PJ Media

Colorado Early Voting Swamps Udall

Michelle Obama told Colorado Democrats on Oct. 24 that “we all need to be as passionate and hungry for this election as we were in 2008 and 20012. In fact we need to be even more passionate.”

Unfortunately for the first lady and her fellow Democrats, early returns showed Colorado Democrats have all the passion of a middle-aged man falling asleep in front of the TV, while Republicans have the passion of a teenager sneaking out past that snoring father.

GOP voters had submitted 40,000 more ballots than Democrats in Colorado’s midterm election, in the race between Republican congressman Cory Gardner and Sen. Mark Udall (D-Colo.), by Oct. 22, the Denver Post reported.

The Colorado secretary of state’s office released ballot return data that showed 145,824 Republican voters had mailed back ballots, compared to 105,401 Democrats who had done the same thing.

More than 77,000 unaffiliated or independent voters had also returned ballots.

Every voter in Colorado will receive a mail-in ballot this year and Udall is getting swamped by the GOP wave of envelopes.

The NBC News/Marist Poll released Oct. 26 showed Udall trailed among those who have already voted by 12 points.

Beyond the early voting, the NBC News/Marist Poll also showed Gardner with a 1 point lead over Udall, 46 percent to 45 percent among likely voters, including those who were undecided yet leaning toward a candidate or had voted early.

Among likely voters in the NBC News/Marist’s September poll, Gardner trailed Udall by 6 points.

The NBC News/Marist Poll released in October showed 5 percent of Colorado likely voters were undecided, and 2 percent of those with a candidate preference said they might vote differently.

Independents likely to vote and gender play a role in how the race has changed. Udall’s once 15-point lead among independents had shrunk to just 3 points.

The NBC News/Marist poll was not an anomaly. Udall was in the lead in only one of the polls released in October. The CBS News/New York Times/YouGov poll released Oct. 24 showed the Democrat had a 1-point lead.

Other than that it was Gardner at the top of every survey in October, from the 1-point lead in the NBC News/Marist poll to the 7-point lead in a USA Today/Suffolk poll.

The Real Clear Politics average gave Gardner a 3.3-point lead Oct. 28. However, Real Clear Politics still had the Gardner-Udall race as a “Toss Up.”

“To seal up the potential crack in the Democratic firewall for the U.S. Senate, Udall needs a big ground game,” said Dr. Lee M. Miringoff, the director of the Marist College Institute for Public Opinion.

Democrats have brought out their headliners to rally the faithful.

Bill and Hillary Clinton spent two days in Colorado campaigning for the Democratic Party’s ticket Oct. 27-28.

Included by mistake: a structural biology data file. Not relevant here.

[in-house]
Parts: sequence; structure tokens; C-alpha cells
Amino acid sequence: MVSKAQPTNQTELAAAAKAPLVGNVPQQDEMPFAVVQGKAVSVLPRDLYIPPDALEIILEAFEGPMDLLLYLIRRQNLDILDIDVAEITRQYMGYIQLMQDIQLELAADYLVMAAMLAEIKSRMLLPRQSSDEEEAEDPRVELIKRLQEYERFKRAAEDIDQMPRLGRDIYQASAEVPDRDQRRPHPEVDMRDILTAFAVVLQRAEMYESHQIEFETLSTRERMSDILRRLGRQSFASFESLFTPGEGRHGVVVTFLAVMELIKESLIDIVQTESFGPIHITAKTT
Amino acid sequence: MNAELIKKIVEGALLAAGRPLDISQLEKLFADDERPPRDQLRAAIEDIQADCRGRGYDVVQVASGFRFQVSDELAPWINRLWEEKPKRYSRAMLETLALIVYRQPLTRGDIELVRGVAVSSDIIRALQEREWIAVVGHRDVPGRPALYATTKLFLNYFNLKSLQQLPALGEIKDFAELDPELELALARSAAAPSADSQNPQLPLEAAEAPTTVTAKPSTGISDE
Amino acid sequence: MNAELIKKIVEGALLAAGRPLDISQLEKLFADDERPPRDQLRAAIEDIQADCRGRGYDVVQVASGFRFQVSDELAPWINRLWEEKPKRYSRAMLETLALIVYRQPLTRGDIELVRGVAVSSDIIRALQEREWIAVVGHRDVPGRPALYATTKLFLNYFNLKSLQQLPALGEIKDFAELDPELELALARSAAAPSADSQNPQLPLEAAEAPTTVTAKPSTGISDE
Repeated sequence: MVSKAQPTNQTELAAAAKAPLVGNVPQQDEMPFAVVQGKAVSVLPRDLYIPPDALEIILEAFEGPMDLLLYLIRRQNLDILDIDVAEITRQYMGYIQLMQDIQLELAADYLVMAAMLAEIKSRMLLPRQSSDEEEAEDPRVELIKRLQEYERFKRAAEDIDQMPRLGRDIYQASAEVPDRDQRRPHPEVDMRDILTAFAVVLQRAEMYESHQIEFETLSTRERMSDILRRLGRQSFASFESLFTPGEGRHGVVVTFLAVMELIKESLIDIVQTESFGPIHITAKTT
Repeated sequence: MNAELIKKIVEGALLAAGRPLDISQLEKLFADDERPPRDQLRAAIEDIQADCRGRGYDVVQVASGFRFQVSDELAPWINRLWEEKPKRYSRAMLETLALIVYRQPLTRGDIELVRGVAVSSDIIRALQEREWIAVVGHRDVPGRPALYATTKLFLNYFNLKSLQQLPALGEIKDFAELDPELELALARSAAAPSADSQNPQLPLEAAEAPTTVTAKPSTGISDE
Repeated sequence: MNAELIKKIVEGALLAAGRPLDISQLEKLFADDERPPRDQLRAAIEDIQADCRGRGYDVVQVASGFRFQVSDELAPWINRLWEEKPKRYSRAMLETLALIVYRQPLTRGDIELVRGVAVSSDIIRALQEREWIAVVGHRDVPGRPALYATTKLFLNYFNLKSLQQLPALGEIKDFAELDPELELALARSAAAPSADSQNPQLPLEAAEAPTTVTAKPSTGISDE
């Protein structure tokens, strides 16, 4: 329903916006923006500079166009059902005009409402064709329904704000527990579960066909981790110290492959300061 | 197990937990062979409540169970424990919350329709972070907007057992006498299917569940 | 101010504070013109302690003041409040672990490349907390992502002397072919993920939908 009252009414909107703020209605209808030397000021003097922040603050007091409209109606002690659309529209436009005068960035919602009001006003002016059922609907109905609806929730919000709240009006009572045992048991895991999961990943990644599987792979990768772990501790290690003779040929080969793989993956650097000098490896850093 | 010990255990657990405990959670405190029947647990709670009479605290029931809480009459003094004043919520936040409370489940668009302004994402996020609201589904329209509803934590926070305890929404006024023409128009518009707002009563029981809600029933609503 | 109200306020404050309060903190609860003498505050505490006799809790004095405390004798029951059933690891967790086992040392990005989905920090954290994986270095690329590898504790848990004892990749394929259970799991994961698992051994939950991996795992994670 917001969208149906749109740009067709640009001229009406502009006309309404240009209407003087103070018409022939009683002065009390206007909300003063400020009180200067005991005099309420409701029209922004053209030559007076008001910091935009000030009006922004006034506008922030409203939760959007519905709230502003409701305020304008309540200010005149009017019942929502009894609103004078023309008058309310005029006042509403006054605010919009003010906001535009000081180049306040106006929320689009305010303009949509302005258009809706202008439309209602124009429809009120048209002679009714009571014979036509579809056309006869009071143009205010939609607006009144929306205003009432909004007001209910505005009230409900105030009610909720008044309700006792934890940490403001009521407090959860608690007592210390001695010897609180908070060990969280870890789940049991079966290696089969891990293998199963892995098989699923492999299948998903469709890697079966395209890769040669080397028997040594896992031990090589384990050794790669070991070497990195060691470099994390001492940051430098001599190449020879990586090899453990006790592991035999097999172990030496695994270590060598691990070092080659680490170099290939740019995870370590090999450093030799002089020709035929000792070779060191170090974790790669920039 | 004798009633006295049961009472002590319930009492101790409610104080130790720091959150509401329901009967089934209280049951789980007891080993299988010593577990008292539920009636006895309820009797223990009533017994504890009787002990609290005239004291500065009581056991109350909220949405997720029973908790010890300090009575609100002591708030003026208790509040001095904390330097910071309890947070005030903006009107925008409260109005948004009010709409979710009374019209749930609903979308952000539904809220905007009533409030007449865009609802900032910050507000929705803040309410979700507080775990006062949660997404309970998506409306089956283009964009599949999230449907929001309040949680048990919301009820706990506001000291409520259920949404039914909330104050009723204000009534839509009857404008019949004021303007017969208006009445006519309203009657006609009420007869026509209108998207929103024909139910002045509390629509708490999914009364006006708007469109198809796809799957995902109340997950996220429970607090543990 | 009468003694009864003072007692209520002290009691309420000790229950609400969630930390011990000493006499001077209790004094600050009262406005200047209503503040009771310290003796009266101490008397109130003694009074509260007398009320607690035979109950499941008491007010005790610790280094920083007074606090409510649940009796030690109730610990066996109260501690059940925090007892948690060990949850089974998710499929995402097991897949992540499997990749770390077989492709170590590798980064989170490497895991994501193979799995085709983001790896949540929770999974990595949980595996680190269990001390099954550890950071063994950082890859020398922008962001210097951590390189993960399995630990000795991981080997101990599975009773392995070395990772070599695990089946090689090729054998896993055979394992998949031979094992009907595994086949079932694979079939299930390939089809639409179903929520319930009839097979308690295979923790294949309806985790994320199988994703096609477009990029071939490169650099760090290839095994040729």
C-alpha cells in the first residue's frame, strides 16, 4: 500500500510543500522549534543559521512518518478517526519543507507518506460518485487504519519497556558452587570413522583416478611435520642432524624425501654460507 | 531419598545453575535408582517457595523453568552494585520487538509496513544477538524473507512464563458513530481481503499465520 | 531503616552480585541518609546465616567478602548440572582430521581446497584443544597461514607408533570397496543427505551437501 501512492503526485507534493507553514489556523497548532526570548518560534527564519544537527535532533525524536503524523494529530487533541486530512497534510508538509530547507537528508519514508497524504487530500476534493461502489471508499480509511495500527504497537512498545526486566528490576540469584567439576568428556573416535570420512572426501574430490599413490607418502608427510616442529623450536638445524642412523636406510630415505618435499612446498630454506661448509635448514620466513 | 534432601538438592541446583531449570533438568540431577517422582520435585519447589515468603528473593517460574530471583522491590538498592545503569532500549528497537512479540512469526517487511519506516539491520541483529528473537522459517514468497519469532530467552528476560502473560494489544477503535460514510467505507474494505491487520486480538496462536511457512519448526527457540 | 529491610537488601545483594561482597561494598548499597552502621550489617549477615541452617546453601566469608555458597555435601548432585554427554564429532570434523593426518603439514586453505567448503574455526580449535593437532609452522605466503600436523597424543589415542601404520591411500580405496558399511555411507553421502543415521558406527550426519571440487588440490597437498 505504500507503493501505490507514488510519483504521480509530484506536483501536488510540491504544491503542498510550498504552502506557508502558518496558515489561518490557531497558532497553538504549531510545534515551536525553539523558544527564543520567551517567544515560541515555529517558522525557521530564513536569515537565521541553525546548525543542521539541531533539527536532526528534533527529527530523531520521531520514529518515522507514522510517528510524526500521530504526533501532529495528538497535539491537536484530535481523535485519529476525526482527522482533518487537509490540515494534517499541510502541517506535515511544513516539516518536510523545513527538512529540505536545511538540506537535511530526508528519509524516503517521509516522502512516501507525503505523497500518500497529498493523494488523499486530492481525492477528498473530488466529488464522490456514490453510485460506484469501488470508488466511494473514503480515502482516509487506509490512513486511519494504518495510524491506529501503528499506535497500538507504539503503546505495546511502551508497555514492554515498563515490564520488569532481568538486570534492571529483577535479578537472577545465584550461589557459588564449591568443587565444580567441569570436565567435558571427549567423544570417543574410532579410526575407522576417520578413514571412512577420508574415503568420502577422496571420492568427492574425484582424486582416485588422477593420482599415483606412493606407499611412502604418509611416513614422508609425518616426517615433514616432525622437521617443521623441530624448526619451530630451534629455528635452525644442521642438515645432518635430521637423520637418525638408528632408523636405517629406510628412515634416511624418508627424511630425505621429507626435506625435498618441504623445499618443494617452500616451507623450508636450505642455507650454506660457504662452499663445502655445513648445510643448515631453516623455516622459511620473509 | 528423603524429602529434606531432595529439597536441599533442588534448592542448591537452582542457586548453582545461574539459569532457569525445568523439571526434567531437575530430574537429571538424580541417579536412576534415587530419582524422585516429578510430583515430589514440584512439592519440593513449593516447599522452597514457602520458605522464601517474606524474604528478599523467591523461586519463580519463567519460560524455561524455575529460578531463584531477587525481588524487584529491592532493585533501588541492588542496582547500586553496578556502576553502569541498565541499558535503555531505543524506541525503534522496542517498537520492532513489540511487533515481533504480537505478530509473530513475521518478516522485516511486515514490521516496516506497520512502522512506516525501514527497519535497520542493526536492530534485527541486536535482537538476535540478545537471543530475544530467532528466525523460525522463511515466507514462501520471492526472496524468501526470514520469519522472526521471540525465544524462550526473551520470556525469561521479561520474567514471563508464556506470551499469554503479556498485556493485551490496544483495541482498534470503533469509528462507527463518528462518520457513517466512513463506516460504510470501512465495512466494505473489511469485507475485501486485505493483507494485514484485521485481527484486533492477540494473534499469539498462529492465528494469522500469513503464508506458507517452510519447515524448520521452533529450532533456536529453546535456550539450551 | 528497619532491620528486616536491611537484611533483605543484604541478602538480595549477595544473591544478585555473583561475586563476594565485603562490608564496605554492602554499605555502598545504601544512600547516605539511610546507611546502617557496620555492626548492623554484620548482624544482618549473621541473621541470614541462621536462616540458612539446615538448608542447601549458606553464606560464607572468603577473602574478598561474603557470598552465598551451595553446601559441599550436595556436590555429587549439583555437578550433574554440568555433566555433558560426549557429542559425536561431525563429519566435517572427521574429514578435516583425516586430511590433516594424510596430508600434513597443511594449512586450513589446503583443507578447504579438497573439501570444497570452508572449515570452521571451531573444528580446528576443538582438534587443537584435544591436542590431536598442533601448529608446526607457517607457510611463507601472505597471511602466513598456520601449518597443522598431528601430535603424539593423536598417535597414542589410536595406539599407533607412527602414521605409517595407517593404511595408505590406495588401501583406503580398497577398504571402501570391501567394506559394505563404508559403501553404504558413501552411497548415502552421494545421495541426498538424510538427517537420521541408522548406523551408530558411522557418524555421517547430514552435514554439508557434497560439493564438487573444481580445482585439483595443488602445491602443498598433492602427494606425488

“You just have to decide what you want, a future of shared opportunities and shared responsibilities, a future of where people do not hate people in the other party and will have a conversation with anybody if it helps you to have a brighter future,” Bill Clinton said at one of the rallies.

Clinton also told another crowd that when a politician leaves office, only three things matter.

“Are people better off than when you started? Do your children and grandchildren have a better future? And, are we coming together or being driven apart? If that is the test, Mark Udall will be the next senator from Colorado.”

Michelle Obama said the midterm races would be more difficult than the presidential elections of 2008 and 2012.

“These midterm races will be even harder and even closer than those presidential elections,” said Mrs. Obama. “But they are just as important. And the stakes this year could not be higher.”

“If you don’t want women’s bosses making decisions about their birth control, if you think women should get equal pay for equal work, you need to get everyone you know to stand up and vote for Mark Udall,” she added.

Udall is still pushing the gender gap issue and the question of whether Gardner  supports a personhood amendment.

As part of that effort, Udall for Colorado on Monday released its newest TV ad, “Decision.”

The 30-second commercial highlighted what the Udall campaign described as “Gardner’s repeated and deliberate deceptions regarding his long record of fighting to take Colorado women backward.”

“In Congress, Gardner continues his eight-year crusade for radical Personhood measures that would ban all abortion and outlaw common forms of birth control. Colorado just can’t trust the real Cory Gardner,” said the narrator of the ad.

Gardner is using a new ad, “Endorsements,” to counter Democrats’ charges he would flip years’ worth of calendar pages backwards in an effort to do away with women’s rights.

The narrators in “Endorsements” quote the Denver Post and the Daily Sentinel to dispute charges from the Udall campaign that Gardner would support bans on contraception.

The NBC News/Marist Poll showed the gender gap has widened, with men as the driving force behind the gains for Gardner. He now leads Udall among men by 15 points, up from 5 points.

Jeb Bush was scheduled to be in Colorado later in the week to campaign for the Republican Party ticket, including Gardner.

(For complete 2014 midterm coverage, get your campaign fix on The Grid.)